FALMOUTH – First came the attempt at a hostile takeover. “They came over and said we want some money from you guys,” said Kaelin Trombly, 11, of the six boys who tried to join her refreshment company. “But we didn’t need them, really.”
However, Joe Trombly, 9, told a different version of what happened when six boys tried to join a refreshment stand run by six girls. “They kicked us out of their lemonade stand,” he said.
And that’s how two competing refreshment stands ended up within a few hundred feet of each other on King Street on Sunday afternoon. In fact, Wall Street has nothing on King Street.
Joe said his business, “King’s Smoothies,” started “right after they kicked us out.”
And rather than open in a completely different geographic location, Joe and his partners decided to take on the other stand right where they live. Well, it’s where they all live.
There was only one question. “We were looking through our houses trying to come up with an idea, what to make, when Joe walked in and held up an empty pitcher and said, ‘Smoothies,” and we all jumped on that idea,” said Drew Lawrence, 10.
“My mom has really good smoothies,” said Joe.
Timothy Agneta, 12, seemed to be working on a jingle when he said of the smoothies, ”Ours is delicious, nutritious.” And he added, “It’s homemade.”
And Drew, who appears to have a future in marketing, said, “I had never had his mom’s smoothie before. They are very sweet, sort of wild, a very big combination of different flavors.”
Marketing was very important to King’s Smoothies, and the entire staff seemed to have a well thought-out strategy. “We made up these signs” said Jackson Gage, 9, while pointing to an 8-1/2 x 11 sign taped to a tree. “We also use our vocal cords for screaming.”
Meanwhile, Kaelin’s business sold lemonade, ice tea and Coke and was taking a more subtle, understated approach to marketing. It’s so understated, even the name of the business was murky. “I think it’s like Lucky Lemons,” said Kaelin.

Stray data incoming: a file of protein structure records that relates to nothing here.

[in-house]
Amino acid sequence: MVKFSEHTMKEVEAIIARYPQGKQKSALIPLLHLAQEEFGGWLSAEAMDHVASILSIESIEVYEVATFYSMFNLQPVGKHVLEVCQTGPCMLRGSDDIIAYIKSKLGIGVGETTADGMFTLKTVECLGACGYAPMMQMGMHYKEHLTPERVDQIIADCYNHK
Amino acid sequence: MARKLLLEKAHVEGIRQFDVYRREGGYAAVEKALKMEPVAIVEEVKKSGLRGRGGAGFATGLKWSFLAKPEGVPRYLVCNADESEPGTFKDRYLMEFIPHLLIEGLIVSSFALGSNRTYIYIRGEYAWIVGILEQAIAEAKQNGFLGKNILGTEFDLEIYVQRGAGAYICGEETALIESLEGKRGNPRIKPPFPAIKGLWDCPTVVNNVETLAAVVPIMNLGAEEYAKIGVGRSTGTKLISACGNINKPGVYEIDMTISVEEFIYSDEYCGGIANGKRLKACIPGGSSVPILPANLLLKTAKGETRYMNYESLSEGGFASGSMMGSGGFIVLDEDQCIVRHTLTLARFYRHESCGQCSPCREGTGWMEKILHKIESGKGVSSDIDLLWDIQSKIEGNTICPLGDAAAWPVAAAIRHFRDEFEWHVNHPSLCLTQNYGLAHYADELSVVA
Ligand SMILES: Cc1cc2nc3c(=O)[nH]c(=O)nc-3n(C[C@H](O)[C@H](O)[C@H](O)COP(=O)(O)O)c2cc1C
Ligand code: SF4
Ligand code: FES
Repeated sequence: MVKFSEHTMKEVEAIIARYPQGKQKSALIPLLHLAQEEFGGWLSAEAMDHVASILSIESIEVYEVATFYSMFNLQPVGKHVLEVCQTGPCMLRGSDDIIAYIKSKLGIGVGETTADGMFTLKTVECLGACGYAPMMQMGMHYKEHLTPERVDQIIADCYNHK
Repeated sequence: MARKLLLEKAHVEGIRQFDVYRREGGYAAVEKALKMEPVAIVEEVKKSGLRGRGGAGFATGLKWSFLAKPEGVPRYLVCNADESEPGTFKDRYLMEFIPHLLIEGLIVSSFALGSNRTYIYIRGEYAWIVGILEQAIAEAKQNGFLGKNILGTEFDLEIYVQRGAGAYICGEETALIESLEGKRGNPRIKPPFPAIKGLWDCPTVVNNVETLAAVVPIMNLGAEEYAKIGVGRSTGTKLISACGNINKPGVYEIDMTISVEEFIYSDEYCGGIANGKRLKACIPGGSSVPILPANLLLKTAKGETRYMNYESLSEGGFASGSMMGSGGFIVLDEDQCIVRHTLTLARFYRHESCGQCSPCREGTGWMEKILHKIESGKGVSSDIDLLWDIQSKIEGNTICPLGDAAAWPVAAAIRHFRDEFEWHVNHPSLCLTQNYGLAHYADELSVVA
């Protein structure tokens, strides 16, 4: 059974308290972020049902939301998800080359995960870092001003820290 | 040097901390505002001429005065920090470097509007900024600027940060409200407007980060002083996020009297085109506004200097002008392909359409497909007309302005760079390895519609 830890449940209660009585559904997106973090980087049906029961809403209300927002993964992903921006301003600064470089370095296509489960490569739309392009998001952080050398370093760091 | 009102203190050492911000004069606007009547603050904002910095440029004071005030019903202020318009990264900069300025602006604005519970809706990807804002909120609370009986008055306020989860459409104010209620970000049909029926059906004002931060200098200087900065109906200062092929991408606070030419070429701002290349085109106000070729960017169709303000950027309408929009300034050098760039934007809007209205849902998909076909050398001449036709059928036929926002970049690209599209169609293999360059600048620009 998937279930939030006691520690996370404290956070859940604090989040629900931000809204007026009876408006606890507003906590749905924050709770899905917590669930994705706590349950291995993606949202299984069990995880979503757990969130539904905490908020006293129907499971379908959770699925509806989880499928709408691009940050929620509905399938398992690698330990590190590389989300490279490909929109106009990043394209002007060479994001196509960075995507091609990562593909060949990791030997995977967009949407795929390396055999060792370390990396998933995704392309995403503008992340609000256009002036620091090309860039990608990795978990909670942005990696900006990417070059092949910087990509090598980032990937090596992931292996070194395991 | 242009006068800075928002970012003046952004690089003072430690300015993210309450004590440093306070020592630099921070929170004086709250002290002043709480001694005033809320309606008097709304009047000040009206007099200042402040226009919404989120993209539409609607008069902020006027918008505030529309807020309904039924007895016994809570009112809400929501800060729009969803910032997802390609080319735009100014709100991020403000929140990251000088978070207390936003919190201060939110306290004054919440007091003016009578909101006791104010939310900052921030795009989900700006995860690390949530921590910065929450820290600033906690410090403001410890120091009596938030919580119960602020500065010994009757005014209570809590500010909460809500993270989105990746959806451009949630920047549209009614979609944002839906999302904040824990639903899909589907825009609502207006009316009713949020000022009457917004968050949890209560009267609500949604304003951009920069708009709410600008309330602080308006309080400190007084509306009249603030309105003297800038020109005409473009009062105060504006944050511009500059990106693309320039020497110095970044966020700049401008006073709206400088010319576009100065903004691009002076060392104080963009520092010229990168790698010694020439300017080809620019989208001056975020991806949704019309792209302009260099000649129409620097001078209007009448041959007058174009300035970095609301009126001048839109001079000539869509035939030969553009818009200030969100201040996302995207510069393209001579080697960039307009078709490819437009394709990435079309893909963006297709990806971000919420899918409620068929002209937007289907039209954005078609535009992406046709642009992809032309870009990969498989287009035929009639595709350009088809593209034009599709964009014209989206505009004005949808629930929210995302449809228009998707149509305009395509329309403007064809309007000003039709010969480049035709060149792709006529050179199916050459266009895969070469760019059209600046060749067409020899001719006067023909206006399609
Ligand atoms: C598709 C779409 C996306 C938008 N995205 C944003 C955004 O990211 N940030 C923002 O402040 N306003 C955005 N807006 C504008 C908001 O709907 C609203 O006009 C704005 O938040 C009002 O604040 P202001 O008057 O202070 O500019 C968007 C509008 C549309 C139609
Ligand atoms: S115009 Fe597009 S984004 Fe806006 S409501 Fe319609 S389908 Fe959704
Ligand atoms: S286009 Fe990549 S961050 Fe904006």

The marketing of the girls, according to Lilly Gage, 11, is way better. “We don’t pick our nose,” she said.
“They’re boys,” said Kaelin. “They do what they do.”
“They’re a different species,” said Lilly.
During this, the boys were yelling to cars passing by that the girls were selling “poison.”
Linda Trombly, mother of Kaelin and Joe and a primary investor in both businesses, said, “The girls approach is a little more customer friendly. The boys use the ruthless salesman approach.”
Merideth Agneta, 6, pointed at some flowers next the pitcher of lemonade and said the girls’ stand was more popular than the boys’ because “We have more pretty stuff.”
Hannah Lawrence, 7, said the girls stand was more popular because the girls were more polite.
They were polite to each other as well. Lucy Gage, 5, said she loved that “We all take turns doing things.”
Molly Sykes, 13, helped draw a 20-foot banner advertising their stand. She said she has learned a lot about business, especially customer service. “You have to be calm and listen to your customers and not upset them by yelling at them.”
While there were differences in marketing, there were also differences in expectations between the two businesses. Max Gargurevich, 10, said, “We get to shout for smoothies and relax after and hang out and talk.”
And Zach Gargurevich, 7, said, “I like that we we get to hang out on King Street.”
When Joe was informed that he appeared to be the CEO of King’s Smoothies, he replied, “I have no idea what that is, but okay.” And though the marketing was brash, Joe said the expectations were realistic, hoping to make $2 each.
Across the street, Kaelin dared to dream a bit bigger. “Once we get a million dollars, we’re gonna spend it on mansions and things.”
“And ice cream at the beach,” added Lilly.
— Brian Tarcy